Wednesday, April 4, 2012

#reading: discussing The Sentimentalists by Johanna Skibrub


Just look who’s wandering in, hours late, and still wanting to talk. I’m sorry; all I can do is apologize. You see I had an early morning yoga class. Excuses, excuses…

Anyway, if you’re still there, I would like to talk about The Sentimentalists by Johanna Skidsrud…

Even before I started reading this book, I was inspired by it—or, more to the point, the story behind the book.

Gaspereau Press—a small Nova Scotian publishing house, released the first copies of this book. Author Johanna Skidsrud had a relationship with this press. They had published her poetry collection—Late Nights With Wild Cowboys—in 2008. But I don’t think Gaspereau Press was ready for the wild ride The Sentimentalists would take them on. The book won the Scotiabank Giller Prize, and then all of Canada wanted to read it. Gaspereau tried, but just wasn’t equipped for the challenge. So a larger press—Douglas & McIntyre—re-released it.

After hearing that story, I knew I had to read it. If only to have some of the lucky ink rub off on my author fingers.

My thoughts after reading…

Johanna Skidsrud has a unique writing style. Long, complex sentences are strung together, like clothing on a clothing line—a sleeve fondly caressing a pant leg.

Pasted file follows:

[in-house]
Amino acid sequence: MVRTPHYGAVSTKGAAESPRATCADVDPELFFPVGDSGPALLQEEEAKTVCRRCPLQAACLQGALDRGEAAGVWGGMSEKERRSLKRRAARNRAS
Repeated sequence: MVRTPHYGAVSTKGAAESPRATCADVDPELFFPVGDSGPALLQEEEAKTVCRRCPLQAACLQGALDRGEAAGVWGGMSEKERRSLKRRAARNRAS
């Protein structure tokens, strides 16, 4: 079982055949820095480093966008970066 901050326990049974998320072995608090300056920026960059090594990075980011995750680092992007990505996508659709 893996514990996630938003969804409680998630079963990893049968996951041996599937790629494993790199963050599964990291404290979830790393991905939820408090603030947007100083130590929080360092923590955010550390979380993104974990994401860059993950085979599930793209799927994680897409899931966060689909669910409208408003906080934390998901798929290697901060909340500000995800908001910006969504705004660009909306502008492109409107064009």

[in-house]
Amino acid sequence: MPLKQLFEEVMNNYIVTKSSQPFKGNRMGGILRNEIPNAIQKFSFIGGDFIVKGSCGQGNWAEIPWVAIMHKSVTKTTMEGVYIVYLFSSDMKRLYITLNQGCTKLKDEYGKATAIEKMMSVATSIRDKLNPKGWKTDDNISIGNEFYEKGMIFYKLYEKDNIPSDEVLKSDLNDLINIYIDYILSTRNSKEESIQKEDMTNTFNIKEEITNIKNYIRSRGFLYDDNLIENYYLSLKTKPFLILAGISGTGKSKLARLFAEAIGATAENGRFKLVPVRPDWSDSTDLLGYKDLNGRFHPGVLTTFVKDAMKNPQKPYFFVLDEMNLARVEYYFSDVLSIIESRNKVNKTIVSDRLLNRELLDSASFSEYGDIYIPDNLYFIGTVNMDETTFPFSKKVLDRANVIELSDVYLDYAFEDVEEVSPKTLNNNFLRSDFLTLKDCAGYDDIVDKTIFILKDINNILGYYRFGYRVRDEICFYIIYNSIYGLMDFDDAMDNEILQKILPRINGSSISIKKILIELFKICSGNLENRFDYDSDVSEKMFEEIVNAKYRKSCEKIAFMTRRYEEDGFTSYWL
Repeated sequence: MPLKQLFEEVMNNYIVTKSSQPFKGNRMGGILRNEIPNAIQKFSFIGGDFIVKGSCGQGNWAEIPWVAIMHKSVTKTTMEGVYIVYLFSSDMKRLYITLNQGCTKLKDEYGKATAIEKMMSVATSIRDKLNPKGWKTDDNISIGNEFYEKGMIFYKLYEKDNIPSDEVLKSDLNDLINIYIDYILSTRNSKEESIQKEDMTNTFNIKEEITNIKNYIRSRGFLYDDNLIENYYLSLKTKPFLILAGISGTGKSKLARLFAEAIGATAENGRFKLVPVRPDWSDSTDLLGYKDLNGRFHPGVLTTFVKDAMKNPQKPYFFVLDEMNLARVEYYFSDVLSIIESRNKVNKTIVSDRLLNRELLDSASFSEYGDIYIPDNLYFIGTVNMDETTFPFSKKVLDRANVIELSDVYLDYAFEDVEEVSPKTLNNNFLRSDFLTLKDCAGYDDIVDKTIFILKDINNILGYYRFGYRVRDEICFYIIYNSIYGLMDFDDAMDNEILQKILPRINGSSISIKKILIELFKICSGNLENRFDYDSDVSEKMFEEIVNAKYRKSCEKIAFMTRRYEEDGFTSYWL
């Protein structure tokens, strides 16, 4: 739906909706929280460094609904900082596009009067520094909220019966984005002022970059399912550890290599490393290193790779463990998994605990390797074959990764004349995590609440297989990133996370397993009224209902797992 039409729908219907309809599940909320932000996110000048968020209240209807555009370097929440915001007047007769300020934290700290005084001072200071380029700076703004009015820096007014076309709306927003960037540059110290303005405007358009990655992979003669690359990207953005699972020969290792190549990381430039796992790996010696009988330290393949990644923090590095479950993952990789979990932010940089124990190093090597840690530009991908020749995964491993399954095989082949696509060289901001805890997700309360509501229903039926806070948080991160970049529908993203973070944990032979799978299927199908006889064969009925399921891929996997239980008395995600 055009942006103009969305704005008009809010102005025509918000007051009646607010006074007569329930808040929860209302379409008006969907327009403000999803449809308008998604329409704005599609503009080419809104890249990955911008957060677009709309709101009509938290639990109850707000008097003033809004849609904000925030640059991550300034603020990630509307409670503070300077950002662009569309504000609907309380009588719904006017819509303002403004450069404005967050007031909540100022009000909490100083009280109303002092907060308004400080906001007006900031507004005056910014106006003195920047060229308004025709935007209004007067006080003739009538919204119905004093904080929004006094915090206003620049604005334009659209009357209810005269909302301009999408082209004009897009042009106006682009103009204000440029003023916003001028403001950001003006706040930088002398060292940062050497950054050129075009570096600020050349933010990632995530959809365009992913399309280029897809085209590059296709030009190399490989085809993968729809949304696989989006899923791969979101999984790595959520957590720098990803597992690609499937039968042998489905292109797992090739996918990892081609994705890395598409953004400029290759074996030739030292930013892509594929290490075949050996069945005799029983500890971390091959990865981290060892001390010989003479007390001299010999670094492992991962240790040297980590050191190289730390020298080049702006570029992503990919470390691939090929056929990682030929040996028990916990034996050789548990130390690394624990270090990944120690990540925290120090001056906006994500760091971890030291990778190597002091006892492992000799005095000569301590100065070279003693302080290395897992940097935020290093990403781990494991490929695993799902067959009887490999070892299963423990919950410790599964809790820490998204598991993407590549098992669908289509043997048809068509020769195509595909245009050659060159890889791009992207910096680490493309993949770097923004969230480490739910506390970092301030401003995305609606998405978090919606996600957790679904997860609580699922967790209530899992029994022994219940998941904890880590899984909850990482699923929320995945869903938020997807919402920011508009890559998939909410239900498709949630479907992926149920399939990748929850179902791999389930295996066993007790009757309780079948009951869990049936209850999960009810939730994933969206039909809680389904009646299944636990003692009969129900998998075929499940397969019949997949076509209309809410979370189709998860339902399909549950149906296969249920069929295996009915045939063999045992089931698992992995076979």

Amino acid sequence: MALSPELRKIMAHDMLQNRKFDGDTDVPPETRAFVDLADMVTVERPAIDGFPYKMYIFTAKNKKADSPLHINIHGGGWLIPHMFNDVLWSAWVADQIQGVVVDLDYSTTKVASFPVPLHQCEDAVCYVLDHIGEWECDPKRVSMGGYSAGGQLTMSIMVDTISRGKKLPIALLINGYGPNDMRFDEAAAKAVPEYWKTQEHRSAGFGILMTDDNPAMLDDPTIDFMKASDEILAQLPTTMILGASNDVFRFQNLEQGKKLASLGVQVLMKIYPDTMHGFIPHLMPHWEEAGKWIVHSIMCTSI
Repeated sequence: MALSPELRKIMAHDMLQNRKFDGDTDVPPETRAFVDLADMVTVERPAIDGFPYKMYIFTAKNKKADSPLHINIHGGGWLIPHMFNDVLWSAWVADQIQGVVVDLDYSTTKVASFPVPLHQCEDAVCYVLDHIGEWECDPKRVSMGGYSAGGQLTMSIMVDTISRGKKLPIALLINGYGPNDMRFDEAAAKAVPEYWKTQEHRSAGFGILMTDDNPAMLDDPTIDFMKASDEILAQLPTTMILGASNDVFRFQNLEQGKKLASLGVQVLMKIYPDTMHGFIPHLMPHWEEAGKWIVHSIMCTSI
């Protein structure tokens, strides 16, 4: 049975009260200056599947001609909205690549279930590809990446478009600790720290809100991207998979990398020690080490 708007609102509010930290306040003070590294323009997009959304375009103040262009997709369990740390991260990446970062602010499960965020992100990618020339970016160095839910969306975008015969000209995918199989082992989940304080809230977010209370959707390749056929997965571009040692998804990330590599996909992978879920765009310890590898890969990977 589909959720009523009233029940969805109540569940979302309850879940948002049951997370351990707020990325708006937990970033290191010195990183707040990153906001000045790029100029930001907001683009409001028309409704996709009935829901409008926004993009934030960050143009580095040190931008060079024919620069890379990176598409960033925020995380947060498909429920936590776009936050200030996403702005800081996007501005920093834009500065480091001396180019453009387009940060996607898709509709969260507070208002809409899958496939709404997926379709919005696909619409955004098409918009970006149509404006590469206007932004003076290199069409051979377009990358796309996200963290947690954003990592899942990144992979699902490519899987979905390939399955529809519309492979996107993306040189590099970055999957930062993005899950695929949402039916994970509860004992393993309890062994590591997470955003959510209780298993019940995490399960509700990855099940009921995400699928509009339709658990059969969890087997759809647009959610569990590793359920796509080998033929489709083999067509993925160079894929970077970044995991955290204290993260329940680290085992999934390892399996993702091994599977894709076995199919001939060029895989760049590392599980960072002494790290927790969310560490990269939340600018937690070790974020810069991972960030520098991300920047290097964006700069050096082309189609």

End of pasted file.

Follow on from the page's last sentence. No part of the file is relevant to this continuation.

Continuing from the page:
Here are some of my favourite quotes…
“A lot of stuff just happens, you know, my little Honey, whether I personally believe in it or not.”

No matter how hard you try to understand someone something escapes.

A piece of you always remains after death.

The narrator gets to know her father, as we, the reader, do—slowly, very slowly from the outside in. Her father has never been able to live a normal life. He abandons his family. He throws his money away on unwise investments. He can’t even finish building his beloved boats. Unable to live life, he runs away from the United States to Canada. There he is taken care of by his friend Henry. It’s not until the end of the book that we see what has destroyed him to the core.
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2 comments:

Laurie Buchanan said...

"A piece of you always remains after death."


Great quote!

Author Leanne Dyck said...

: ) Yes, Johanna Skibrub is a very skilled writer.